The Challenge Tour Grand Final

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Matt Cooper is reporting live this week from the Challenge Tour Grand Final in Italy. Here he looks the final day.

Saturday – the final round
A quick reminder: at the start of play Australian Daniel Gaunt led on six-under-par, holding a two-shot lead over final round playing partner Bernd Wiesberger of Austria. He had a three-shot lead over the third member of his three-ball, American Chris Baker, plus Sweden’s Peter Gustafsson and Englishman Matt Haines who were playing in the penultimate group.
Early movers
On the front nine two players went low, giving themselves the tantalising prospect of finishing in the top two, bouncing up into the top 20 of the rankings and gaining European Tour cards.
The first was Welshman Stuart Manley but no sooner was his name on the leaderboard than it was off again. He eventually bogied the final hole, finished in a tie for eighth and 23rd in the rankings; the three players who tied for fifth, one shot better than him, won 3,000 Euro more than Manley. That figure would have put him in the top 20.
Swede Pelle Edberg was going even lower after a run of five birdies in six holes from the third. Expectations kill a golfer, however, and once Edberg had the prospect of regaining his card, he made bogey on nine and double bogey on eleven. He finished in a tie for fifth and 27th in the rankings.
The leading contenders
Meanwhile, the chasers were striking early blows. Both Haines and Wiesberger birdied the par-three second and short par-four third; Wiesberger now shared the lead, with Haines one behind.
The sixth hole changed that situation: Wiesberger found a poor lie off the fairway, attacked the pin, missed the green and three-putted for double bogey; Gaunt birdied to open up a three shot gap over the tall Austrian.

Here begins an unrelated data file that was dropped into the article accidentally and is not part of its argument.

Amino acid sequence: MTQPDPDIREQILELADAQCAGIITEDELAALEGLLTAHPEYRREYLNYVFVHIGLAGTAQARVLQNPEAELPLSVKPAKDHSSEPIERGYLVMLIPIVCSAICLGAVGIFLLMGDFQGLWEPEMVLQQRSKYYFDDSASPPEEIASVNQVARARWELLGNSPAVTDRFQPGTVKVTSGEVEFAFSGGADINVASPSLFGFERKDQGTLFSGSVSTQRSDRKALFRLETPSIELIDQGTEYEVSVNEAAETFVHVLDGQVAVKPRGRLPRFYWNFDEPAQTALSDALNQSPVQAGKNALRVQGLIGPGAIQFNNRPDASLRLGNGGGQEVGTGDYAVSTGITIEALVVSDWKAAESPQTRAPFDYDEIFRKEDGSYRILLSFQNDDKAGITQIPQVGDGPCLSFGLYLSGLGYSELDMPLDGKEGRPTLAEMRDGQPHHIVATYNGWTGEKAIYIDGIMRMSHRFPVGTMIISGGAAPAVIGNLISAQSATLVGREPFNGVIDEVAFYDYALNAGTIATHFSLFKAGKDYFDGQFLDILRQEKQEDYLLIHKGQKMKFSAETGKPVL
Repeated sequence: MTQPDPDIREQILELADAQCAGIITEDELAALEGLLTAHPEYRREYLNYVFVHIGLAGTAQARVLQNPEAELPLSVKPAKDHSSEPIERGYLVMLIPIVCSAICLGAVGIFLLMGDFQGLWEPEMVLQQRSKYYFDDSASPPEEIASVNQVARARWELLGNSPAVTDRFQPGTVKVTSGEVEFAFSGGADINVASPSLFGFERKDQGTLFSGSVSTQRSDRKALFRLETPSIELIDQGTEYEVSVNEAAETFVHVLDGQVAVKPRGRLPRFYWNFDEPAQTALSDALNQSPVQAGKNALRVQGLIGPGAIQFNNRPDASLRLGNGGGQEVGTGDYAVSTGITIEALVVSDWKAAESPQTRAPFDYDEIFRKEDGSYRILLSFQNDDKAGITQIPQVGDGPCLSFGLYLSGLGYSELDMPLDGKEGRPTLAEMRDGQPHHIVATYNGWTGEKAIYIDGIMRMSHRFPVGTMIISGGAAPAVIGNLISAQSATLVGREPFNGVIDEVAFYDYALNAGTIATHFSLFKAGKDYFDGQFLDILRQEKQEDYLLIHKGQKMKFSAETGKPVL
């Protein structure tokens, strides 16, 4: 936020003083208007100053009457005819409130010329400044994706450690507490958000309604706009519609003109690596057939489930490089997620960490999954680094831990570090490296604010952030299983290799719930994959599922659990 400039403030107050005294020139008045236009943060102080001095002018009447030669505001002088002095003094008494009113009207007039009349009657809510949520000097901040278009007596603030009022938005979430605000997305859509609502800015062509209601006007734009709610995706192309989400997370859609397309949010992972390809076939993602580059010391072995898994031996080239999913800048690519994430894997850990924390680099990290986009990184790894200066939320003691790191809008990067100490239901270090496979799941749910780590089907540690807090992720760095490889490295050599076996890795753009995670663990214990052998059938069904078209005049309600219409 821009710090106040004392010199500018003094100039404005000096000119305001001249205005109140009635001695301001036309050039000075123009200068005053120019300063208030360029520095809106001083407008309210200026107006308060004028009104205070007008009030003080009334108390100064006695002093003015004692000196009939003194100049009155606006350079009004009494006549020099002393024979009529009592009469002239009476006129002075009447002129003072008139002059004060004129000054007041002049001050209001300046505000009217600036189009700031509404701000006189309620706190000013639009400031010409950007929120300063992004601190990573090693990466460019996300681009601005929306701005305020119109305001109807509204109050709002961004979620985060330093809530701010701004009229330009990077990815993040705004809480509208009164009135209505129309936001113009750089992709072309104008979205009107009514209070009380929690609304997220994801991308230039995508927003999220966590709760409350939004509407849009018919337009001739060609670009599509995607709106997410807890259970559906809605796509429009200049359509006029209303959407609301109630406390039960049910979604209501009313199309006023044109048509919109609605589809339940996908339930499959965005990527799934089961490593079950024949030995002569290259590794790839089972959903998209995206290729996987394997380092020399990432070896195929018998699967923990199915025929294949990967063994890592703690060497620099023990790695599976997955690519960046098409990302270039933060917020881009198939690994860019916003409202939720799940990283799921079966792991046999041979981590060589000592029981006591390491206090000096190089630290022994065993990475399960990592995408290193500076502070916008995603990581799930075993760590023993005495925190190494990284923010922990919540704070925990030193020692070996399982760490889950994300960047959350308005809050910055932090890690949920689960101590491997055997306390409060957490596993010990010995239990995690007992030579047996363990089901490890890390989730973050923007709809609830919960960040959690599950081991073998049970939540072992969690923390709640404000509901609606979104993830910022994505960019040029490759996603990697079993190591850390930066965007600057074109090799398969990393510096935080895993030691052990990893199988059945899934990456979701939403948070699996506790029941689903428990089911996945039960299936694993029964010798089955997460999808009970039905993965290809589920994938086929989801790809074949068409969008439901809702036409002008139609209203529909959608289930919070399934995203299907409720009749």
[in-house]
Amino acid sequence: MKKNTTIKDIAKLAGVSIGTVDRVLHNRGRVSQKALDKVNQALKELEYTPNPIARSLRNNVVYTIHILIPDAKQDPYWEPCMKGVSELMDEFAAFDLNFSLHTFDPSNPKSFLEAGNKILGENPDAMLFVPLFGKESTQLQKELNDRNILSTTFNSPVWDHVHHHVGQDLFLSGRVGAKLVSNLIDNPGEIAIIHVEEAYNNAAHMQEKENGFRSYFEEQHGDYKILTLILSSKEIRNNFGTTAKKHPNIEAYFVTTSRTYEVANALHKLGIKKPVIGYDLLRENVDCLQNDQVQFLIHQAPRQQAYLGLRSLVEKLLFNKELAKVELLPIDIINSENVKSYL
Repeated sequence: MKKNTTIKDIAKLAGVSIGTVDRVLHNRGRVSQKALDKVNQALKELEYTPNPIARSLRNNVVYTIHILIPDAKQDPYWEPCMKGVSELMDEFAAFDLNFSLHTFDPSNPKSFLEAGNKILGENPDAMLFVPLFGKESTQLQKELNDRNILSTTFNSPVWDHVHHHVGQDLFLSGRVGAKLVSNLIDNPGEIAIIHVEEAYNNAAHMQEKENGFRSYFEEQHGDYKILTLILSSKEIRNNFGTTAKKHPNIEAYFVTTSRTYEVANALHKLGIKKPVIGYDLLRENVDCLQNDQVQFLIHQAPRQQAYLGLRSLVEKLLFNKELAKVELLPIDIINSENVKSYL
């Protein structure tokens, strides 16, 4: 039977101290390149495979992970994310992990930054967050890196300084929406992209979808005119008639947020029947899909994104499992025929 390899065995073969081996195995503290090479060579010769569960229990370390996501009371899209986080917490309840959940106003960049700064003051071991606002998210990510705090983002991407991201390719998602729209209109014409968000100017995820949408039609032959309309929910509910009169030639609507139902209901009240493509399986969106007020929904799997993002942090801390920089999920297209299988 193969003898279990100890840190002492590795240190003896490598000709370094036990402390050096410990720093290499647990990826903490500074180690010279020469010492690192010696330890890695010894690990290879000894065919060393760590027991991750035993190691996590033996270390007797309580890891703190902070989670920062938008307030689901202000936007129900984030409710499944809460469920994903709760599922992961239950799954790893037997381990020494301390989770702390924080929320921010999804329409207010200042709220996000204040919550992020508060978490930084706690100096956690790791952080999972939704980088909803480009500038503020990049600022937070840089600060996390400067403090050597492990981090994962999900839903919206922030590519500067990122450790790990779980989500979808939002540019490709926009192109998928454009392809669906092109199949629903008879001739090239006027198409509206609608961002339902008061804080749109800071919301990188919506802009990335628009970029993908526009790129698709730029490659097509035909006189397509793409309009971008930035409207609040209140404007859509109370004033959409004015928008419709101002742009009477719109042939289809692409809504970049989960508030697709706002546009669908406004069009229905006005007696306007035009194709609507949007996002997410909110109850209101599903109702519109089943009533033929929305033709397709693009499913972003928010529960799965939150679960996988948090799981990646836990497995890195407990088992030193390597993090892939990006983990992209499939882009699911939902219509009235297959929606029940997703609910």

Wiesberger is a talented and spirited golfer, however, and responded with birdies on the seventh and ninth holes. Gaunt and Haines also added a birdie apiece before the turn.
Climbing the leaderboard
The front nine challenges of Manley and Edberg couldn’t be sustained; but Lorenzo Gagli and Lee Slattery timed their moves to perfection.
Slattery had an outside chance of winning at the start of the day, but one early birdie and bogies on ten and eleven wasn’t enough to contend; but a good finish was crucial for his future. Three birdies in the final five holes secured his place in the top 15 of the rankings.
The Italian favourite Gagli was eve more impressive (and couldn’t keep the smile off his face afterwards).
Previously 27th in the rankings and 15th in the event, the close friend of Edoardo Molinari made the turn in level par and then went on a life-changing charge around the back nine.
Three birdies and an eagle secured a tie for third and 17th place in the rankings.
Earlier this week I bemoaned visiting the new heartland of golf (Italy) and not seeing either of the Molinari brothers or Matteo Manassero, but in his way Gagli added to the story of Italian in 2010.
Nervous agents
It was not only the players who were getting a bit twitchy on the back nine. I bumped into four managers, agents or player’s representatives and each of them was a little edgy.
They knew exactly what this meant to their players: they have witnessed the struggle first-hand; they were urging every putt to drop, every shot to avoid trouble.
It worked for some but not for others.
Wiesberger fades
Playing the tough 14th hole Gaunt held a one shot lead over Wiesberger and Haines.